If the Supreme Court finds that § 1782 does not apply to either commercial or investment treaty arbitrations, then litigants will be precluded from using United States district courts to compel discovery from any witness located in the United States. However, if the Supreme Court instead finds that § 1782 encompasses both commercial and investment treaty arbitrations, then litigants in such arbitrations could turn to the district court in which a witness resides to compel discovery for use in foreign arbitrations. Alternatively, the Supreme Court might distinguish between commercial and investment treaty arbitrations, and find that only the latter qualify as international tribunals subject to § 1782. In that event, litigants in investment treaty arbitrations, including Alpene, could invoke § 1782 to request discovery orders.
[9].
Alpene argues that arbitrations before the tribunal in question here, the ICSID, will not be affected by the Supreme Court's decision in Alix Partners, since the World Bank is a "quasi-governmental" authority. (Tr. at 37.) It is true that the use of the word "tribunal" in the statute is intended "to ensure that 'assistance is not confined to proceedings before conventional courts,' but extends also to 'administrative and quasi-judicial proceedings.'" Intel, 542 U.S. at 249 (quoting S. Rep. No. 1580, 88th Cong., 2d Sess., 7 (1964)). In In re Guo, 965 F.3d 96 (2d Cir. 2020), the Second Circuit provided a roadmap for analyzing whether a foreign arbitration should be deemed a private or quasi-governmental proceeding. The court explained that no single factor makes a tribunal private or state-sanctioned, but that courts must instead consider elements such as the degree of State affiliation, the State's authority to intervene in arbitration, and the jurisdiction of the arbitral panel. Id. at 107–08. The arbitral body at issue in Guo, the China International Economic and Trade Arbitration Commission ("CIETAC"), was established by the People's Republic of China and received "at least some funding from the Chinese government." Id. at 100-01. However, the court concluded that CIETAC was "closer to a private arbitral body" than a governmental tribunal or other "state-sponsored adjudicatory body," id. at 101 (brackets omitted), and therefore fell outside the ambit of § 1782, because there was no affiliation with the Chinese government, the ability of the government and courts to intervene in the arbitration was limited, the jurisdiction of the arbitral panel was created solely by parties' agreements, and the parties had the ability to select their own arbitrators. Id. at 107–08.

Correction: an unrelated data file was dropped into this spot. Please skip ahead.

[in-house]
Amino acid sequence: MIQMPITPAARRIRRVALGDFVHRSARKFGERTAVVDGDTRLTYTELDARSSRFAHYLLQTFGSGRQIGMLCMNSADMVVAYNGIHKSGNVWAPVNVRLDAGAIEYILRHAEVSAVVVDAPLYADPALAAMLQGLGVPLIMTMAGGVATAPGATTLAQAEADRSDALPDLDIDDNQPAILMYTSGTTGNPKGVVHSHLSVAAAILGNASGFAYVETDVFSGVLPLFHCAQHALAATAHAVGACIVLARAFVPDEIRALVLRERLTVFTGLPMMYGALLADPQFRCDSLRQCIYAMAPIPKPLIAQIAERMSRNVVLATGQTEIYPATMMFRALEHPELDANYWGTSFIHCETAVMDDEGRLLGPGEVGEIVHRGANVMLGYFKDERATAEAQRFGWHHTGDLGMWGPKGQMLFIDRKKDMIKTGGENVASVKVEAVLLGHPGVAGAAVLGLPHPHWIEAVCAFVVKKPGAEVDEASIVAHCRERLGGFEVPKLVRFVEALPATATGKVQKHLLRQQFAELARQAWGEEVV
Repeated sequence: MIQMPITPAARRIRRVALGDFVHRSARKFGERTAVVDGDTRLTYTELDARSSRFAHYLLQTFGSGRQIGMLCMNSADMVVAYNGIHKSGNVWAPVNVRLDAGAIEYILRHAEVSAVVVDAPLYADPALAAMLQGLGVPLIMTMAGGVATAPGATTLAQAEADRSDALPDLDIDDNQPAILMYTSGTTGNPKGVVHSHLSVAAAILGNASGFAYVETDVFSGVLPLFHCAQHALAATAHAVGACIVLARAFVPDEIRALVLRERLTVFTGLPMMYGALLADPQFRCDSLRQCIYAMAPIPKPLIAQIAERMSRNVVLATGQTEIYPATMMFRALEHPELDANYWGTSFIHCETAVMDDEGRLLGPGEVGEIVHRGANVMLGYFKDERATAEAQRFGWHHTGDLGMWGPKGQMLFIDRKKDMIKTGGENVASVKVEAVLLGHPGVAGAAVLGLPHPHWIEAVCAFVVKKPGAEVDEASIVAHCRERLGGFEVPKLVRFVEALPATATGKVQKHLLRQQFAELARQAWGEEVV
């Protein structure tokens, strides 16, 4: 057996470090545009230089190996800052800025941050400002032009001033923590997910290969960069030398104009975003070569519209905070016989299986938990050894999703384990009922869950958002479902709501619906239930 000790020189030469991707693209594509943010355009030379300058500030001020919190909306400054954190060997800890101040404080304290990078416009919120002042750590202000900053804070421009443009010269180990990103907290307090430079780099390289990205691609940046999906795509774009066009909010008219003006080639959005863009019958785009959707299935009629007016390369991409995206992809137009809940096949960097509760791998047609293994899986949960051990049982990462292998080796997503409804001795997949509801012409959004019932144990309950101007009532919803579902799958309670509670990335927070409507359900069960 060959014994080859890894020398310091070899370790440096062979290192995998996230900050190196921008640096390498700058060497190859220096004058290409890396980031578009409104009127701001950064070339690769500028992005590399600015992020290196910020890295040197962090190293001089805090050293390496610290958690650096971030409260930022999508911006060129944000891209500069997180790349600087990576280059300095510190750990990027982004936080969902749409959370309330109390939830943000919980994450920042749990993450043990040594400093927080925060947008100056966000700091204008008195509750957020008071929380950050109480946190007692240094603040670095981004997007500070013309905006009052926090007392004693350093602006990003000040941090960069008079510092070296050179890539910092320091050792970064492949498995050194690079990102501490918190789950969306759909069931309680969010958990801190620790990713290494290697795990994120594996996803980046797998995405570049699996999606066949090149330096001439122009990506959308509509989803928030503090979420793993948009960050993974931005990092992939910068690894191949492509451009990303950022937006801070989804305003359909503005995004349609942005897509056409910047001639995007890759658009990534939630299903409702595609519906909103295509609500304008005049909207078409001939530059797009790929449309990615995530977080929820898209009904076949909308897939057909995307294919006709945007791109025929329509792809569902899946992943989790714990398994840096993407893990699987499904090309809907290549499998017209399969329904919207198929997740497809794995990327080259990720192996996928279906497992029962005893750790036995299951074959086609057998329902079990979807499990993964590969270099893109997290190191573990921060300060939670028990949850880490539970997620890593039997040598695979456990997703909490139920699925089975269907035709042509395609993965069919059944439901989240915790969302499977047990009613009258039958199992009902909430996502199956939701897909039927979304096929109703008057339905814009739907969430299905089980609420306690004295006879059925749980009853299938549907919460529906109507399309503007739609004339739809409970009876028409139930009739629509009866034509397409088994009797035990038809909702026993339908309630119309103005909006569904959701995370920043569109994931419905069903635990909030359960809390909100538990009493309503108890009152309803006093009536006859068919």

[10].
I have not had occasion to analyze how the ICSID would fare under this analysis, and the parties have not briefed this issue. But given that the Supreme Court has reached out to decide an issue that was not in dispute—namely whether arbitrations conducted pursuant to bilateral investment treaties qualify as international tribunals under the statute—I am reluctant to predict how it might rule. Without a doubt, the Court will shed light on what qualifies as a foreign or international tribunal for purposes of § 1782. Counsel for Alpene has indicated that the parties to the ICSID arbitration have not yet scheduled their initial procedural conference (Tr. at 28), and I am not convinced that staying this matter would prejudice Alpene in any way. Accordingly, this case is stayed pending the Supreme Court's decision in Alix Partners.

SO ORDERED.

[11].

SO ORDERED.